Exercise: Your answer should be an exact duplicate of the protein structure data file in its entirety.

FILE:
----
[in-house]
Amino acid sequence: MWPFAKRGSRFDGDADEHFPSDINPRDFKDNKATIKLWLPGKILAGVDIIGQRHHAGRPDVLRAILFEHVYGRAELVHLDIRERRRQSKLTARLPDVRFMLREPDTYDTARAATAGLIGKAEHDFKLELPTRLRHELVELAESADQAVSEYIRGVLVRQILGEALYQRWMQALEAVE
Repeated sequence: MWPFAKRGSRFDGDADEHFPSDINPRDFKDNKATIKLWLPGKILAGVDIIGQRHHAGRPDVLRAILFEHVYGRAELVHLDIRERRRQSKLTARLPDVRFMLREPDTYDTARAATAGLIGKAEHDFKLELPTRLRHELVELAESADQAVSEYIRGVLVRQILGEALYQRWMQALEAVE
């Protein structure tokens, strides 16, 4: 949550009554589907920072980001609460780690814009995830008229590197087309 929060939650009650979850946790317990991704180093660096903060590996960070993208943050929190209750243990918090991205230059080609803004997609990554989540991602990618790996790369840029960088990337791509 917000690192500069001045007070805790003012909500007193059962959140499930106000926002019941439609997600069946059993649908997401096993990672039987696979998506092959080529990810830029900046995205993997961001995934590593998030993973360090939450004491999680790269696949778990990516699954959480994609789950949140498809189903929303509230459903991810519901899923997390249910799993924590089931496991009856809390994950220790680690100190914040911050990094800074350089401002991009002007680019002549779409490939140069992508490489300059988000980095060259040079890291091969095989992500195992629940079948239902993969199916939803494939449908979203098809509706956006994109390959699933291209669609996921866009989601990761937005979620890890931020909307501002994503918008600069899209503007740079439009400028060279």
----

[in-house]
Amino acid sequence: MWPFAKRGSRFDGDADEHFPSDINPRDFKDNKATIKLWLPGKILAGVDIIGQRHHAGRPDVLRAILFEHVYGRAELVHLDIRERRRQSKLTARLPDVRFMLREPDTYDTARAATAGLIGKAEHDFKLELPTRLRHELVELAESADQAVSEYIRGVLVRQILGEALYQRWMQALEAVE
Repeated sequence: MWPFAKRGSRFDGDADEHFPSDINPRDFKDNKATIKLWLPGKILAGVDIIGQRHHAGRPDVLRAILFEHVYGRAELVHLDIRERRRQSKLTARLPDVRFMLREPDTYDTARAATAGLIGKAEHDFKLELPTRLRHELVELAESADQAVSEYIRGVLVRQILGEALYQRWMQALEAVE
């Protein structure tokens, strides 16, 4: 949550009554589907920072980001609460780690814009995830008229590197087309 929060939650009650979850946790317990991704180093660096903060590996960070993208943050929190209750243990918090991205230059080609803004997609990554989540991602990618790996790369840029960088990337791509 917000690192500069001045007070805790003012909500007193059962959140499930106000926002019941439609997600069946059993649908997401096993990672039987696979998506092959080529990810830029900046995205993997961001995934590593998030993973360090939450004491999680790269696949778990990516699954959480994609789950949140498809189903929303509230459903991810519901899923997390249910799993924590089931496991009856809390994950220790680690100190914040911050990094800074350089401002991009002007680019002549779409490939140069992508490489300059988000980095060259040079890291091969095989992500195992629940079948239902993969199916939803494939449908979203098809509706956006994109390959699933291209669609996921866009989601990761937005979620890890931020909307501002994503918008600069899209503007740079439009400028060279």